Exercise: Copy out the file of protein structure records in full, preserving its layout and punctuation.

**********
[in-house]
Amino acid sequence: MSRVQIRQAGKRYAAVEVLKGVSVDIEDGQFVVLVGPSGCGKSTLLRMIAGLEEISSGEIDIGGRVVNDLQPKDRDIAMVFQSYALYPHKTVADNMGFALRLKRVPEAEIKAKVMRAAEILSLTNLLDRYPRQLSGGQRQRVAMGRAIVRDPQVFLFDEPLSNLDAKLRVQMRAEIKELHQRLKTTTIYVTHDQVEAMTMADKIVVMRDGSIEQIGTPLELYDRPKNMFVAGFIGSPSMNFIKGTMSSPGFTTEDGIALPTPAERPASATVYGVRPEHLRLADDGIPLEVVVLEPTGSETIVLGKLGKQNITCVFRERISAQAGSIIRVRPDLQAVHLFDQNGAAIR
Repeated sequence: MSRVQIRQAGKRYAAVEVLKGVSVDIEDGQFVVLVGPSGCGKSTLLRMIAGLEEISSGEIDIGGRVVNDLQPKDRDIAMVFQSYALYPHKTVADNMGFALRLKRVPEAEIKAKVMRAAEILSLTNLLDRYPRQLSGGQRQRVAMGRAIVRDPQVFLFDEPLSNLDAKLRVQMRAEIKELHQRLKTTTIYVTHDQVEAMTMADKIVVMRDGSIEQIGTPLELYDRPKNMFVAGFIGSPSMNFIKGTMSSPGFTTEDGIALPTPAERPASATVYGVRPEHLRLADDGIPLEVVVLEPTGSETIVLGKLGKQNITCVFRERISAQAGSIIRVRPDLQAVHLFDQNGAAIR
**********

[in-house]
Amino acid sequence: MSRVQIRQAGKRYAAVEVLKGVSVDIEDGQFVVLVGPSGCGKSTLLRMIAGLEEISSGEIDIGGRVVNDLQPKDRDIAMVFQSYALYPHKTVADNMGFALRLKRVPEAEIKAKVMRAAEILSLTNLLDRYPRQLSGGQRQRVAMGRAIVRDPQVFLFDEPLSNLDAKLRVQMRAEIKELHQRLKTTTIYVTHDQVEAMTMADKIVVMRDGSIEQIGTPLELYDRPKNMFVAGFIGSPSMNFIKGTMSSPGFTTEDGIALPTPAERPASATVYGVRPEHLRLADDGIPLEVVVLEPTGSETIVLGKLGKQNITCVFRERISAQAGSIIRVRPDLQAVHLFDQNGAAIR
Repeated sequence: MSRVQIRQAGKRYAAVEVLKGVSVDIEDGQFVVLVGPSGCGKSTLLRMIAGLEEISSGEIDIGGRVVNDLQPKDRDIAMVFQSYALYPHKTVADNMGFALRLKRVPEAEIKAKVMRAAEILSLTNLLDRYPRQLSGGQRQRVAMGRAIVRDPQVFLFDEPLSNLDAKLRVQMRAEIKELHQRLKTTTIYVTHDQVEAMTMADKIVVMRDGSIEQIGTPLELYDRPKNMFVAGFIGSPSMNFIKGTMSSPGFTTEDGIALPTPAERPASATVYGVRPEHLRLADDGIPLEVVVLEPTGSETIVLGKLGKQNITCVFRERISAQAGSIIRVRPDLQAVHLFDQNGAAIR